On Location – Unwelcome!

WHAT?!? £350 per head stalking tours around Southwark for agents of #gentrification! RESIST! via @HousingActionSL

Housing Action Southwark & Lambeth

Tomorrow, New London Architecture (NLA) are hosting “On Location” – a day long event, with walking tours in and around Southwark throughout the afternoon. Attendance at the event costs a ridiculous £358.80 per ticket (unfortunately Housing Action Southwark and Lambeth couldn’t afford that!)

The aim of the walking tours is for Southwark and its eager property developing partners to point out ‘regeneration’ opportunities across the borough – in their own words, the tours will ‘look at the areas of major development opportunity in the borough of Southwark, looking at the Council’s forward strategy for Elephant and Castle, Old Kent Road, Peckham and Canada Water’ so that they can ‘discuss what these key strategic areas for London need to do to maximize their development potential’.

HASL and residents of Southwark are all too familiar with the effects of the social, economic and political forces at work and social cleansing in our communities…

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Place Guarding: Activist and Social Practice Art – Direct Action Against Gentrification


This is the abstract for my paper presentation at the Association of American Geographers Conference 2016 in San Francisco. I’ll be presenting it at a session on 29th March at which Ann Markusen (seminal proponent of creative placemaking) will be the discussant!

I’ll upload full paper and presentation after the conference.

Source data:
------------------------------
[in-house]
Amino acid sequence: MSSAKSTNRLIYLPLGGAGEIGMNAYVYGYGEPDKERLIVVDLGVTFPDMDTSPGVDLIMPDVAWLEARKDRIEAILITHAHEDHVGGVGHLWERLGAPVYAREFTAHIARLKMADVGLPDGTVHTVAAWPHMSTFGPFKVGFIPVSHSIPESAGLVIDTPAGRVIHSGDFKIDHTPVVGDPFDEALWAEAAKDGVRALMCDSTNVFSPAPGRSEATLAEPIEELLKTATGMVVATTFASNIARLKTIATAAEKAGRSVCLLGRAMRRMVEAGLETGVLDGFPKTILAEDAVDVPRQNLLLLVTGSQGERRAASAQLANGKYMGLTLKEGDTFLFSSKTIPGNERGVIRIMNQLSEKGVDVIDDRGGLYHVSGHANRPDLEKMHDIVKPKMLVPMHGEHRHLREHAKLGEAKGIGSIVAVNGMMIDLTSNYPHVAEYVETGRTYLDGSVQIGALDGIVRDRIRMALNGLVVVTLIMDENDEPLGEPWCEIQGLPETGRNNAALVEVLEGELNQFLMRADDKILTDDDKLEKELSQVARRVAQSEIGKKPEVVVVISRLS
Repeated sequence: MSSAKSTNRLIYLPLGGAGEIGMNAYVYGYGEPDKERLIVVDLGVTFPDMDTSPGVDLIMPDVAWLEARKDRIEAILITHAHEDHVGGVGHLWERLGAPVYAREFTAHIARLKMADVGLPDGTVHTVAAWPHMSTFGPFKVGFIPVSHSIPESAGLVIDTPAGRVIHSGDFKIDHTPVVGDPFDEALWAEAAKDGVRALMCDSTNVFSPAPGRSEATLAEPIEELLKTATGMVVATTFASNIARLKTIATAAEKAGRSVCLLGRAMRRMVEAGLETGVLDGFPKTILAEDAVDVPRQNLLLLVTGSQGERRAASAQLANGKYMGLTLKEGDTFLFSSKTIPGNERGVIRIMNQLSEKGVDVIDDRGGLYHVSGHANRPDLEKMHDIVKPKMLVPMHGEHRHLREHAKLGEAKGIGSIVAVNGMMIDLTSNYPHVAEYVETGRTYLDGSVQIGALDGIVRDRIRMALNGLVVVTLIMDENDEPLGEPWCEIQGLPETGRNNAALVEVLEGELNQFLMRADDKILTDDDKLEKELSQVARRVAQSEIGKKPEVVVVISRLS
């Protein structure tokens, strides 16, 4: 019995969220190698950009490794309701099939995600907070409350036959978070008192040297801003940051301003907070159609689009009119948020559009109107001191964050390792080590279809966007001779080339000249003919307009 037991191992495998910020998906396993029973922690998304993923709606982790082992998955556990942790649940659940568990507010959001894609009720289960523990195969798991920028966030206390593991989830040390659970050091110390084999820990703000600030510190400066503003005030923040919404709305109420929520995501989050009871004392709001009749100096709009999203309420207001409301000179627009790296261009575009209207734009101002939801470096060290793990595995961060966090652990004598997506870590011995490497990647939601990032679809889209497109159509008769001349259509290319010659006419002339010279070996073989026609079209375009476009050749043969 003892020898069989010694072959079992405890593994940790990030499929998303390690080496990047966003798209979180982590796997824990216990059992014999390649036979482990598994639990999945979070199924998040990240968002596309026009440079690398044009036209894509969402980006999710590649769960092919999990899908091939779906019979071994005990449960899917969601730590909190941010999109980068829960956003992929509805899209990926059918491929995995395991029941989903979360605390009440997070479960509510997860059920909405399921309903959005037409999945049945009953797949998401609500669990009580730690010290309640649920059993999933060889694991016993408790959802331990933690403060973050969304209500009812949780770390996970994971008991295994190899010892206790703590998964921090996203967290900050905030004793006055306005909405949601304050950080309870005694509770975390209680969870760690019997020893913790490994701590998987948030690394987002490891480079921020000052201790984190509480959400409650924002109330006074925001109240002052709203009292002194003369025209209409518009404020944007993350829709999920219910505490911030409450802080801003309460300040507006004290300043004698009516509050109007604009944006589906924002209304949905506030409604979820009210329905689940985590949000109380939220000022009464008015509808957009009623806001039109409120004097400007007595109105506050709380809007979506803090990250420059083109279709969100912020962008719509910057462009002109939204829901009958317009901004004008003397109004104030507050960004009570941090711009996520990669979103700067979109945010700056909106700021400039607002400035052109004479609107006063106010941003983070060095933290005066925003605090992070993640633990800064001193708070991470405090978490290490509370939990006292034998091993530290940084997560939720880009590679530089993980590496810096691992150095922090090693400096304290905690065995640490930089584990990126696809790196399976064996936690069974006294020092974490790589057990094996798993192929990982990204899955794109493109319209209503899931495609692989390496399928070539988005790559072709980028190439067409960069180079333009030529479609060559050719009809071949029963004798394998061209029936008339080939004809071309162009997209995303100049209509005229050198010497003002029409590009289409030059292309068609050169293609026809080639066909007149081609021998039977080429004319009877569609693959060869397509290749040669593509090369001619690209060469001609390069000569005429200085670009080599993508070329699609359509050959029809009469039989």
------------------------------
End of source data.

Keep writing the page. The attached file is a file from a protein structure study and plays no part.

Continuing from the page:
Place Guarding: Activist and Social Practice Art – Direct Action Against Gentrification

Creative placemaking is no longer a friendly foil in the soft power arsenal of private property developers. It has been successfully institutionalised at every possible level from national governments to NGOs. Loosely threaded utopian hopes of democratic community building have been quickly woven into pretty bunting for insidious gentrification; winners’ pennants for the agents of systemic social cleansing. Some artists working in the field of social practice – once as instinctually opposed to free market economics and state instrumentalism – swallowed meagre scraps as bait for complete annexation to neoliberal agendas. Social practice has, in some cases, become ‘regeneration’s muse’ or at Balfron Tower, London, recruited artists as ‘foot soldiers’ whose arrival signals impending regeneration-by-social-cleansing. Even ‘poster boy for socially engaged art’ Theaster Gates concedes that gentrification is the inevitable (and profitable) end game for social practice as creative placemaking.

But some (perhaps many) socially engaged artists do not wish to engage in creative placemaking’s global dystopian ‘dreamscapes’ nor in falsely democratic community ‘re-imaginings’ where state/developer always get their way. Artists in the US, UK and other countries are beginning to question why should ‘we’ want to ‘make’ a place for ‘them’. Don’t places already exist; already have communities? Who are ‘we’ to become embroiled in the sinister depths of urban planning, some artists wonder. Increasingly, socially engaged artists are, true to their roots, standing in support of those threatened with rehousing – against vested interests; taking direct action with people against place-makers; guarding complex community cultures and their existing ways of living.

Stephen Pritchard,
14th October 2015.

Participating without power: The limits of instrumentalised engagement with people & place

This is a copy of my abstract submitted for the forthcoming Creative People and Places conference entitled (unbelievably) People, Place, Power.  It was rejected.  Perhaps it was not academic enough or badly written?  Or perhaps it might have been a little challenging for some panel members?  Anyway, I stand by my words…

Make a Wish, Bentley Street Art, Right Up Our Street

Make a Wish, Bentley Street Art, Right Up Our Street, Doncaster.  An example of Creative People and Places programming.